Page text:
411; in what manner he is one
person, 415-420; yet not every
where as man, 421; II. 13; is
the Lord of all things, even as
man, I. 35; the cause of the
creatures, 187; the ('reator of
the world, 188; the end of all
things, 203; the first-born of
every creature, and in what sense,
184, 185 ; the first-born from the
dead, and in what sense, 222-
223; he first rose, 223; the au-
thor of our resurrection, 224, 225;
hath a fulness of grace, 229; and
why, 231; he alone hath it, 231;
is the channel of grace by the ef-
ficacy of operation, the benefit of
intercession, and the merit of his
passion, 35; he infuses grace, as
man, instrumentally, 212; all
grace is from him, 514; he is the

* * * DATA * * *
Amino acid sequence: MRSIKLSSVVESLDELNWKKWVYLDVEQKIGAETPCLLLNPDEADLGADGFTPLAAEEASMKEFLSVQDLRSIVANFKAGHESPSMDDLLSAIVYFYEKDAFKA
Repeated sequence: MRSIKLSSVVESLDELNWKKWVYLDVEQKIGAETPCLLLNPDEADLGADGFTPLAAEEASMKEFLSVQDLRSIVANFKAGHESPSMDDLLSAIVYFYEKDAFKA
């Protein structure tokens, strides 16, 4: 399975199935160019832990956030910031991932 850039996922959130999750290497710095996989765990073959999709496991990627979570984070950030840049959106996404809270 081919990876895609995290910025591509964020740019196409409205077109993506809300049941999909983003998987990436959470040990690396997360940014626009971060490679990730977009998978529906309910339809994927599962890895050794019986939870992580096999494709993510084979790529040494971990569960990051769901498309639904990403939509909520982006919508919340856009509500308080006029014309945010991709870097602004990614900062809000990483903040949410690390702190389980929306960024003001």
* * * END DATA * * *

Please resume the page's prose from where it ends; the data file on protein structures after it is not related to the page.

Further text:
way to God; he alone could and
ought to reconcile us, 239; how
he hath redeemed us, 166, 167;
how he is the Mediator of angels,
244_246 ; how he is the head of
Christ, the sympathy of in our af.
Aictions, 272; our support in trials,
II. 15; what knowledge was in
Christ, I. 362; He alone is the
head of the Church, I. 17, 18;
126; and that as to both natures,
210, 211; even of the antient
church, 211, 212; in what re-
spects he is called the head of the
Church, 212, 513-516; of what
Church he is the head, 218.
is the only meritorious intercessor,
II. 238, 239.
Christ is the object of faith, I. 62;
the principal and special object,
ibid. ; and the adequate object of
faith, because he justifies, 61-63;
he dwells in us by faith, 316.
Christ, is the image of the Father
as God, both as God and as man,
173; the exemplar or model of
the creatures, 188.
is as a tabernacle, 410-412; the
conqueror of the devil on the
how he sits at the right hand of
God, as God, II. 12, 14; and as
man, 12, 13.